Irish Researchers Made A Big Discovery About The Origins Of Lager

It seems only fitting that the Irish would make significant headway in the ongoing history and mystery of beer in Europe. According to The New York Times, a paper published on December 7 in the scientific journal FEMS Yeast details the discovery of a particular yeast that was previously thought not to exist in Europe made by students of the University College Dublin. The yeast in question is one of a parental pair that, when combined, create Saccharomyces pastorianus, the yeast essential for making lager (via

According to The University of Toronto, lager's roots lie in 15th-century Bavaria, a large area in Germany that surrounds Munich. Lager, which means "storage" in German, was kept in cold caves as it fermented, so the yeast used needed to be cold-hardy for the process to occur. Lager is unusual in this way, as most ales are fermented in warmer temperatures and use top-fermenting yeast; S.pastorianus is known as bottom-fermenting yeast. The parents of the hardy yeast are S. cerevisiae, which was known to be native to Europe and S. eubayanus, which, until recently, wasn't (via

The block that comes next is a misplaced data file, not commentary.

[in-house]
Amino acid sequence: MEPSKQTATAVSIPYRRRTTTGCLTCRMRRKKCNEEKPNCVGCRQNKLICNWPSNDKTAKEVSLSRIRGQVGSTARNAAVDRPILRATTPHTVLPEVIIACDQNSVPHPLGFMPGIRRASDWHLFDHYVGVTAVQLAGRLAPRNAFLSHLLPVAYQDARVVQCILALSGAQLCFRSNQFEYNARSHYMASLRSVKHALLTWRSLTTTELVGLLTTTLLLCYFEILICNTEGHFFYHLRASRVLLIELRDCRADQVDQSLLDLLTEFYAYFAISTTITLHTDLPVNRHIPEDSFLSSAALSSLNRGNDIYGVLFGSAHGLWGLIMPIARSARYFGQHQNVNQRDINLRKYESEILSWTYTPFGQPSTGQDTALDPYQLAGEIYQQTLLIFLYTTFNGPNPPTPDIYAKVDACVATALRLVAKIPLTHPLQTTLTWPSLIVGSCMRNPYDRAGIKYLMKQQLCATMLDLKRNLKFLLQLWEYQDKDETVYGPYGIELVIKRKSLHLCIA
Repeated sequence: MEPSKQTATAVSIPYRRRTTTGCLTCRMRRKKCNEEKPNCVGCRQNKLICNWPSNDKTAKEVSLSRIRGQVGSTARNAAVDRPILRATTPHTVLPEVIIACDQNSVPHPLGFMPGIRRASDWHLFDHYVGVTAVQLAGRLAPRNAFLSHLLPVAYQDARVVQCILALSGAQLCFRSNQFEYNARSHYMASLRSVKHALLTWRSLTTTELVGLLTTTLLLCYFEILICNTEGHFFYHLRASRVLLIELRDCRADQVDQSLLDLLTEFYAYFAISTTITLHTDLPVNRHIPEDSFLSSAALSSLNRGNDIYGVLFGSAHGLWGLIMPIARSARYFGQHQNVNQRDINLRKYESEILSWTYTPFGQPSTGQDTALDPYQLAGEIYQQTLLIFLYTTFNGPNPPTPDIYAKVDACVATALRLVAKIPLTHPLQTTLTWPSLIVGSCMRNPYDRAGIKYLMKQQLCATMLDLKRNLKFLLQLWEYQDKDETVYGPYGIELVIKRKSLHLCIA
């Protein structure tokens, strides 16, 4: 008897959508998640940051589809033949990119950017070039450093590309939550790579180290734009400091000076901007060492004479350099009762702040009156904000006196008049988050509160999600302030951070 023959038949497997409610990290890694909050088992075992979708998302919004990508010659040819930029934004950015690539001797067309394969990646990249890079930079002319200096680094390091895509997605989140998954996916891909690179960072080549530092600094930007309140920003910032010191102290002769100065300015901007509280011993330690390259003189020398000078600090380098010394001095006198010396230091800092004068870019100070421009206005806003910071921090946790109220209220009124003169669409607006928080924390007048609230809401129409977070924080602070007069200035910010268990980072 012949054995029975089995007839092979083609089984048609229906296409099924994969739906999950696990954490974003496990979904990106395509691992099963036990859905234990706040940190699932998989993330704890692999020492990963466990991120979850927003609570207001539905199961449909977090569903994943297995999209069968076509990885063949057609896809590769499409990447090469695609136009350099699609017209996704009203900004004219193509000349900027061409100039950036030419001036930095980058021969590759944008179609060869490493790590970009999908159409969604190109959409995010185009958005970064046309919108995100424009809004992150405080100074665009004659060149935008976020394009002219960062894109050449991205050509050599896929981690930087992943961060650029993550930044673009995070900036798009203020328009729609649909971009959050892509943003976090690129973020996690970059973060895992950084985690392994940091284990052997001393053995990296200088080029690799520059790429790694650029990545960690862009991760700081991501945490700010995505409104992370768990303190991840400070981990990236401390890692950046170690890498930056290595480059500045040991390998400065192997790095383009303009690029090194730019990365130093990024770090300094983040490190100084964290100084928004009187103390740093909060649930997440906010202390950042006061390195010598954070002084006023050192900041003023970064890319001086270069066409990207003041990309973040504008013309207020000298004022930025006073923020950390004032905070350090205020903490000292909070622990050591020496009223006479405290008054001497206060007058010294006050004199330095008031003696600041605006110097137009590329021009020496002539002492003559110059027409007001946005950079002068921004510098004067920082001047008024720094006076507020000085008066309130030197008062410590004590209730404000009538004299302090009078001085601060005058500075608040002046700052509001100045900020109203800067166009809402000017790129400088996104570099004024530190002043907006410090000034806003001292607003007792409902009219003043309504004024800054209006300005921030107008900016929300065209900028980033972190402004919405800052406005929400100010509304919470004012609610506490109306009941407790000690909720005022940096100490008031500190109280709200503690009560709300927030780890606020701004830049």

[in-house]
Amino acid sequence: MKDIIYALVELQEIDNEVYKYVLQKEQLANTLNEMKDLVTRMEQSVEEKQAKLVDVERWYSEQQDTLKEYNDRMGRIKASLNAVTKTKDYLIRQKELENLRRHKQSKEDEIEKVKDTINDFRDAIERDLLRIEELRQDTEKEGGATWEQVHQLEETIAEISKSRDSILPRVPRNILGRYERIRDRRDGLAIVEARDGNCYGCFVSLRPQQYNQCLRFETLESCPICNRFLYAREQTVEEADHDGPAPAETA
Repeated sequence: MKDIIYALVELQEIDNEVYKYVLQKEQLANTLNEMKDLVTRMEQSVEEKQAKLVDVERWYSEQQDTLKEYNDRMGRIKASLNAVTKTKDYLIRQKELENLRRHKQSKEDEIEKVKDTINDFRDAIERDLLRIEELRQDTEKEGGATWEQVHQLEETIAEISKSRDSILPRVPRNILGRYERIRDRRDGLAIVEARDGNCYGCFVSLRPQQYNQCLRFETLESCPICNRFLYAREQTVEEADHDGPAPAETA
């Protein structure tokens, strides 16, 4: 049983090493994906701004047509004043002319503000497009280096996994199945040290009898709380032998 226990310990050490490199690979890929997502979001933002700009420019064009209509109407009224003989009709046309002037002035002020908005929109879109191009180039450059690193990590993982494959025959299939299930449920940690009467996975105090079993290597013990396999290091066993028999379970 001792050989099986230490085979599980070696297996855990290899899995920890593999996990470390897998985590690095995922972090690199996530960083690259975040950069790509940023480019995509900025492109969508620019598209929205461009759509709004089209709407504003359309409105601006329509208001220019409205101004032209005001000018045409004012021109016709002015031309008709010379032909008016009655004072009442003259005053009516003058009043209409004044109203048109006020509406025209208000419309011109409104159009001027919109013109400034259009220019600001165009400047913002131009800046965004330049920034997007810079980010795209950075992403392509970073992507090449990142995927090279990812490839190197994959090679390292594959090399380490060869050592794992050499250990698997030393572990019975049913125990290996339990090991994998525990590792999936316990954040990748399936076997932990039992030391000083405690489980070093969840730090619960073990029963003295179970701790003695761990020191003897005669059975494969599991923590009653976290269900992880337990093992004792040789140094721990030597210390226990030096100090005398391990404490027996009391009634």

S. eubayanus and what the Irish found

According to The Daily Mail, the elusive yeast S. eubayanus was first discovered in 2011 in the wilds of Patagonia, Argentina. Like its child S. pastorianus, S. eubayanus is cold resistant. This trait was undoubtedly passed along to its offspring, as the two are 99% identical. S. eubayanus has since been discovered in numerous countries across South and North America, as well as Tibet and New Zealand. In Europe, however, the strain remained undiscovered, begging the question of how exactly S. eubayanus made its way from Patagonia to Bavaria to join up with S. cerevisiae, per The Economist

So, what did the researchers at University College Dublin find? They found evidence of S. eubayanus in Irish soil, of all places. According to, undergraduate researchers doing a project on wild yeasts found were able to isolate two strands of S. eubayanus from soil samples they took from wood on the Belfield campus of University College. The researchers were able to prove that S. eubayanus is native to Europe, and they are hoping to find a commercial partner that will help them brew with the yeast. We'll be looking forward to that brew sometime shortly, no doubt.